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What's a Depth-of-Field Preview Button?
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This button confuses most people.

Most modern SLR cameras have one. Check your camera's instructions to learn where it is and how to press it.

On my autofocus and digital Nikons it's on the front of the camera near the lens. It's usually on the left side of the camera as it's facing you. You can tap it with a finger of your right hand while holding the camera to shoot. You press it in to activate.

The Nikon F2 of the 1970s has it on the front, inside the mirror lock up lever. Other mechanical cameras like my 1970s Minolta SR-T-102 have it at the base of the lens and is pressed to the side to activate. Old Minolta lenses sometimes had these preview buttons on the lenses themselves. They all do the same thing.

Even when people find the button it either does nothing or makes the viewfinder dark for no reason. Let me explain why you care.



Depth of field is how much is in focus from near to far.

Most landscapes like to have everything in sharp focus.

Many portraits have the subject in focus, but not the background.



It stops down the lens' diaphragm to the taking aperture.

On modern cameras it is smart enough to stop the lens down to the aperture chosen by the automatic exposure system. On earlier (1980s) cameras it would just stop down to the smallest aperture and not be very useful in Program and Shutter Priority automatic modes.



The diaphragm is the ring of black metal blades inside a lens. Ever see a camera symbol that's a hexagon inside a circle? That's what the diaphragm looks like.

Diaphragm blades close down partially to make the lens squint down to admit less light. By closing down the clear aperture through which light can pass it also brings some things into focus which otherwise would be blurry.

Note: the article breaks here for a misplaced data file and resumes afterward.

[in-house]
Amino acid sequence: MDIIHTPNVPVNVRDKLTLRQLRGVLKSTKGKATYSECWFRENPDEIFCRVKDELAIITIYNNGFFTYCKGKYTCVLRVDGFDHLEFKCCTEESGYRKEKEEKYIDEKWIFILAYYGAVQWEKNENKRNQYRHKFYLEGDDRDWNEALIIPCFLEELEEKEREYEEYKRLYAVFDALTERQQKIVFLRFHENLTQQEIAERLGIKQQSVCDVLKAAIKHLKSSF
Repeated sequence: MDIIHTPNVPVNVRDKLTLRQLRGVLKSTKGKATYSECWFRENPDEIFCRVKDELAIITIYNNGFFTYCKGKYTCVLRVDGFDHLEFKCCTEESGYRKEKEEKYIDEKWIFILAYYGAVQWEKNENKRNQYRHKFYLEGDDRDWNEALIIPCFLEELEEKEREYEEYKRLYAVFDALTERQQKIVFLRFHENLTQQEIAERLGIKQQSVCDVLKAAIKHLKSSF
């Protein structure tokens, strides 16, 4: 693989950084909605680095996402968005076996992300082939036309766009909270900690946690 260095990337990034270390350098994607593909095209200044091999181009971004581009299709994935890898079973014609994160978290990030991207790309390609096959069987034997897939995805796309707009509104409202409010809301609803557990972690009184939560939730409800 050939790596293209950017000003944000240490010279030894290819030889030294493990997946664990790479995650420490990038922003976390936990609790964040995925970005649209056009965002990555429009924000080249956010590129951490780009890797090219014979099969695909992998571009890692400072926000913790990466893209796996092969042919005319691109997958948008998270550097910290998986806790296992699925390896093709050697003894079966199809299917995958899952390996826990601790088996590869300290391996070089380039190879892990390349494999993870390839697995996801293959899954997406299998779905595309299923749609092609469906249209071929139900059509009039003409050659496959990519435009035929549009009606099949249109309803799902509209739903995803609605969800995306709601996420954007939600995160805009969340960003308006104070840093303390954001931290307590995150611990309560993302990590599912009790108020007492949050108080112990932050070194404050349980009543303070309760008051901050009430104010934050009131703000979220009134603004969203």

It's exactly what happens when you squint to see something.

Most cameras have about seven blades. Some cameras and lenses have as few as 3, 4 or 5 blades, telephoto lenses may have 9 blades and old manual lenses sometimes had a dozen or more blades.



Simple: less light gets in when the diaphragm stops down.

You usually have to let your eyes adapt a little to the darkness. Getting dark is a side effect; it's NOT the purpose of this button.

Obviously the smaller your aperture the darker it gets.



Once you get over the darkness it allows you to preview what will and will not be in focus.

This is important because, at anything other than the lens' widest aperture, there is always more in focus when you take the photo than when you see it through the finder.

Without this preview you might be making portraits that look great through your SLR viewfinder, but when you see your images on film or LCD you may have distracting objects behind your subject in perfect focus.

I'm always tapping this button to preview what's going to happen.

Of course with digital you also can just look on your LCD afterwards. The preview button is immediate and faster than looking at results.



Always check your depth-of-field while out shooting.

This is how you determine the best-looking aperture for portraits to blur backgrounds, and how you see which aperture gets all of your landscape in focus.

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17 Nov 2005